Tibetan archery etches its name into the world
XINING, Sept. 10 (Xinhua) — Dana Dotsko never imagined himself traveling from Indiana in America to the mountainous county of Jainca in China’s Tibetan plateau to competitively shoot arrows toward a triangle target invented by Tibetans some 1,100 years ago.
Unlike the five-ring archery targets popular in the Olympic Games and other international contests, the triangle target, about 80 cm high and with a bottom width of 70 cm, is made of earth and placed on the ground. A small wooden stick called Jiama in Tibetan, which originally means “scale” is put in the middle of the target.
According to the Tibetan competition rules, whoever shoots an arrow to the top of the stick wins.
The four-day biennial Magical Arrow International Ethnic Archery Invitational Tournament, one of China’s top three ethnic archery contests, opened on Saturday. Archers from 11 countries including the United States, Brazil, Turkey, Mongolia, Hungry, Poland, Malaysia and the Republic of Korea and 35 domestic archery teams will use their own traditional bows and arrows to compete for the first time in line with the Tibetan rules.
To get used to the triangle target, Dotsko started practicing on a smaller target at a longer distance a month ago.
“It’s a very challenging target. It offers a great deal of difficulty even at a closer distance,” said the 55-year-old radiology technologist who taught himself shooting from horseback 18 years ago.
Dotsko is amazed by the beautiful mountains on the Qinghai-Tibetan Plateau and is eager to explore a different archery culture.
“I am anxious to see different styles of shooting. Tibetans shoot very differently. I have only seen them shoot on YouTube on the Internet,” he said.
HISTORY OF TRIANGLE TARGET
Dubbed as the cradle of China’s ethnic archeries, Jainca, about an hour drive from the Qinghai provincial capital of Xining, is a multi-ethnic region predominantly inhabited by Tibetans and boasts of a deep-rooted archery culture.
Tibetans believe the bow and arrow that lama Palgye Dorje used some 1,100 years ago to shoot dead the last anti-Buddhism Tubo King Lang Darma is buried on the Lo Dorjedrak Mountain in Jainca.
After the collapse of the Tubo dynasty, soldiers posted to the then military stronghold of Jainca took up farming but turned to archery to make new friends and keep fit.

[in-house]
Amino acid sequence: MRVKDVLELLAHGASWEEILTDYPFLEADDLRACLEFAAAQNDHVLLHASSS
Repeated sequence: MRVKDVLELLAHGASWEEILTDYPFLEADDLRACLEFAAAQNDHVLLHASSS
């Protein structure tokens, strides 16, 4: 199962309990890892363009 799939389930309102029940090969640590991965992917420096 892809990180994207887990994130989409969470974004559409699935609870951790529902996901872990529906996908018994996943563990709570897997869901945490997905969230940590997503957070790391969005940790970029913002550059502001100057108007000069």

Tibetans have built a pagoda on the Lo Dorjedrak Mountain to commemorate Palgye Dorje for his great contribution to the survival and flourishing of Buddhism across the Tibetan Plateau.
Meanwhile, arrows have been entrusted with a number of auspicious meanings.
“To wish for a harvest, Tibetan farmers thrust an arrow into their fields. To pray for blessings and eradicate adversities, Tibetans place an arrow on top of a mountain and decorate it with hada and five-color prayer flags,” said Yang Zhongka, an official in charge of Jainca’s culture, sports and tourism affairs.
Yangge Dongzhi, a local from the Ejia Village of Kamra Township who started learning archery at the age of six from his father, said that archery has become an integrated part of local people’s life.
“If a village wants to establish a tie with another village, the most popular ice-breaking way here is to stage an archery contest,” he said.
The most popular colors Tibetans have been using to decorate their arrows, he said, are red which symbolizes passion and energy, yellow for prosperity and nobleness, black for power and fairness, blue for wisdom and tolerance and green for hope and peace.
“Many people expect Jainca archers to be the most skillful ones simply because we live in this cradle of ethnic archery. I personally take it as a misunderstanding. I think we’ve won the title in a large part because we value our history and use archery as an inspiration to our moral pursuits,” said Yangge Dongzhi.
FOR INNER PEACE
Though smaller as it appears, the triangle target is of the same area with the ordinary five-ring target, according to Yang Zhongka.
“As the target narrows from bottom to top, shooting the top of the wooden stick will be very difficult. Moreover, it is not suspended in the air but placed on the ground. Such tough rules are based on actual combats as the inventors of the game were former soldiers. In real life, we know no enemies will stay aloft,” said Yang.
What else makes the Tibetan archery unique, as Yangge said, is that contestants are allowed to harass their rivals or exercise bluffs in the races back home.
“You may roar to the ears of your rival, pat his shoulder before the bow is drawn to its full extent and boo him. The real winners are those who can keep their inner peace amid distractions to shoot the target accurately. That is because on the battlefields only those who stay calm can survive. We will give them a thumbs-up!” said Yangge.
For losers, on-the-spot public ridicules are unavoidable. But their discomfort will vanish as soon as a celebration feast is started. According to Yangge, diners will exchange toasts with one another while women will sing and dance for the archers.
Although harassment is not allowed in the ongoing formal contest, a traditional open-air feast was staged in the downtown Daton pedestrian street, allowing more than 2,000 archers and guests to have a taste of the Tibetan cuisine, including buttered tea, boiled mutton and local biscuits.
Lin Huadan, chief of Jainca County, said that he wishes the tournament will fuse different ethnic cultures, cement friendships among people from different countries and provide an occasion for people to catch up with friends.
For Dotsko, whoever wins the contest does not matter much as his maiden China tour has unexpectedly led to a get-together with his archery buddies from Poland.
“I am happy to be here to meet new people and see some old people from the world.”
By Xinhua Writer Cheng Yunjie; Photo from Tibetcul.com